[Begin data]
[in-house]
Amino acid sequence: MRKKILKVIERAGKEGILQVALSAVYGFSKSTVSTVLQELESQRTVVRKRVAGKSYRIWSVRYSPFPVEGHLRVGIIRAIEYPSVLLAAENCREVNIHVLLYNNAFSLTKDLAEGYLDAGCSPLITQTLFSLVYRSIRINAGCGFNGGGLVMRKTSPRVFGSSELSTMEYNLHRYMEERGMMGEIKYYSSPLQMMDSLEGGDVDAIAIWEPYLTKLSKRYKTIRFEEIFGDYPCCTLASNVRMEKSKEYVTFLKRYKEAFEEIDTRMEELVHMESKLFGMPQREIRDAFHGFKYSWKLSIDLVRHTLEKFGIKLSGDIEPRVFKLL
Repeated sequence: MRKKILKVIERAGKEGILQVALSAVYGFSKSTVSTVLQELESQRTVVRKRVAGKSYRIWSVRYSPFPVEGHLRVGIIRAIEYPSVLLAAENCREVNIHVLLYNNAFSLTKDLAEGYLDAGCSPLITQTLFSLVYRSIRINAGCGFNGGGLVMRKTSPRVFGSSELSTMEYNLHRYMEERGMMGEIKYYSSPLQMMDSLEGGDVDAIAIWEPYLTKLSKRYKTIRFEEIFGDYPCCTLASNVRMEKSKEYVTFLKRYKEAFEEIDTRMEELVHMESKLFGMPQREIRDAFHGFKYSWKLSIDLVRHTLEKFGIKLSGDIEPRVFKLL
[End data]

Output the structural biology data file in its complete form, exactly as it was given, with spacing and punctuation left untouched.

[in-house]
Amino acid sequence: MRKKILKVIERAGKEGILQVALSAVYGFSKSTVSTVLQELESQRTVVRKRVAGKSYRIWSVRYSPFPVEGHLRVGIIRAIEYPSVLLAAENCREVNIHVLLYNNAFSLTKDLAEGYLDAGCSPLITQTLFSLVYRSIRINAGCGFNGGGLVMRKTSPRVFGSSELSTMEYNLHRYMEERGMMGEIKYYSSPLQMMDSLEGGDVDAIAIWEPYLTKLSKRYKTIRFEEIFGDYPCCTLASNVRMEKSKEYVTFLKRYKEAFEEIDTRMEELVHMESKLFGMPQREIRDAFHGFKYSWKLSIDLVRHTLEKFGIKLSGDIEPRVFKLL
Repeated sequence: MRKKILKVIERAGKEGILQVALSAVYGFSKSTVSTVLQELESQRTVVRKRVAGKSYRIWSVRYSPFPVEGHLRVGIIRAIEYPSVLLAAENCREVNIHVLLYNNAFSLTKDLAEGYLDAGCSPLITQTLFSLVYRSIRINAGCGFNGGGLVMRKTSPRVFGSSELSTMEYNLHRYMEERGMMGEIKYYSSPLQMMDSLEGGDVDAIAIWEPYLTKLSKRYKTIRFEEIFGDYPCCTLASNVRMEKSKEYVTFLKRYKEAFEEIDTRMEELVHMESKLFGMPQREIRDAFHGFKYSWKLSIDLVRHTLEKFGIKLSGDIEPRVFKLL